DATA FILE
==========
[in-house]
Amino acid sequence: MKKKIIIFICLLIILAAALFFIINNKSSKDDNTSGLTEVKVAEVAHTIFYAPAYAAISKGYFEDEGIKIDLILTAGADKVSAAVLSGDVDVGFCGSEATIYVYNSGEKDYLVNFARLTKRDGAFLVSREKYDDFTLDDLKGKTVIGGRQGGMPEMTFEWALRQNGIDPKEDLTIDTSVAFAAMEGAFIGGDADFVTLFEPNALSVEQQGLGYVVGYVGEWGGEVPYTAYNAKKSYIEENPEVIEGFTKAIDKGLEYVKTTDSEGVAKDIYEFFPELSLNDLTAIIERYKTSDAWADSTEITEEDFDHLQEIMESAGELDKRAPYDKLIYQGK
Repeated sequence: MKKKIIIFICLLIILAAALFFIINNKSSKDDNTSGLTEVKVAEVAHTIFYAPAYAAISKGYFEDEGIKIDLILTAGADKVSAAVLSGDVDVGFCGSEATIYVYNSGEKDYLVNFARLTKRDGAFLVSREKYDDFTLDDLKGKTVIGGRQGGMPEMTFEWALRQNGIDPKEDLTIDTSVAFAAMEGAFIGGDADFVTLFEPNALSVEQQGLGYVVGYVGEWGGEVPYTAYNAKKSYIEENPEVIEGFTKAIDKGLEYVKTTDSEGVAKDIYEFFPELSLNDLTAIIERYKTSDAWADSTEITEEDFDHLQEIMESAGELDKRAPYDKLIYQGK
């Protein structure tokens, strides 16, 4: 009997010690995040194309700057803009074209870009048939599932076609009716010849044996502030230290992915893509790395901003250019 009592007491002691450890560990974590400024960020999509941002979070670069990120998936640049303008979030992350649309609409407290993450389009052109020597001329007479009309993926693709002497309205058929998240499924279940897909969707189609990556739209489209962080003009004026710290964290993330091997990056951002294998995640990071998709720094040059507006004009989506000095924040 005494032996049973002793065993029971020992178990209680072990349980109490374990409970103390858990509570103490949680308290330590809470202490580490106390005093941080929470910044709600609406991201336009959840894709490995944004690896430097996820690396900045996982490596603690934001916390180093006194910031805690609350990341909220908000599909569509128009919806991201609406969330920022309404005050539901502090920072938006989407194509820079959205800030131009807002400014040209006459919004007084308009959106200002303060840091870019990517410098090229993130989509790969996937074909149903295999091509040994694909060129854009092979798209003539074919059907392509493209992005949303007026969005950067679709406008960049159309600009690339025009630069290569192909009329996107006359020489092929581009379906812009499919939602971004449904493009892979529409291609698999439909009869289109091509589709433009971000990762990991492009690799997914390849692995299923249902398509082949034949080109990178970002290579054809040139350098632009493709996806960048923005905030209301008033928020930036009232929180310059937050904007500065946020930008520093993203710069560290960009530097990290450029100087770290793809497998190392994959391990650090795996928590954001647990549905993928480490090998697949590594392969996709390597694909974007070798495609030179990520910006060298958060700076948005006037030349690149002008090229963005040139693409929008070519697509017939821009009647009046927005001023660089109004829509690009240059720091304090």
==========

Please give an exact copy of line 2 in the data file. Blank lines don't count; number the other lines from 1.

Amino acid sequence: MKKKIIIFICLLIILAAALFFIINNKSSKDDNTSGLTEVKVAEVAHTIFYAPAYAAISKGYFEDEGIKIDLILTAGADKVSAAVLSGDVDVGFCGSEATIYVYNSGEKDYLVNFARLTKRDGAFLVSREKYDDFTLDDLKGKTVIGGRQGGMPEMTFEWALRQNGIDPKEDLTIDTSVAFAAMEGAFIGGDADFVTLFEPNALSVEQQGLGYVVGYVGEWGGEVPYTAYNAKKSYIEENPEVIEGFTKAIDKGLEYVKTTDSEGVAKDIYEFFPELSLNDLTAIIERYKTSDAWADSTEITEEDFDHLQEIMESAGELDKRAPYDKLIYQGK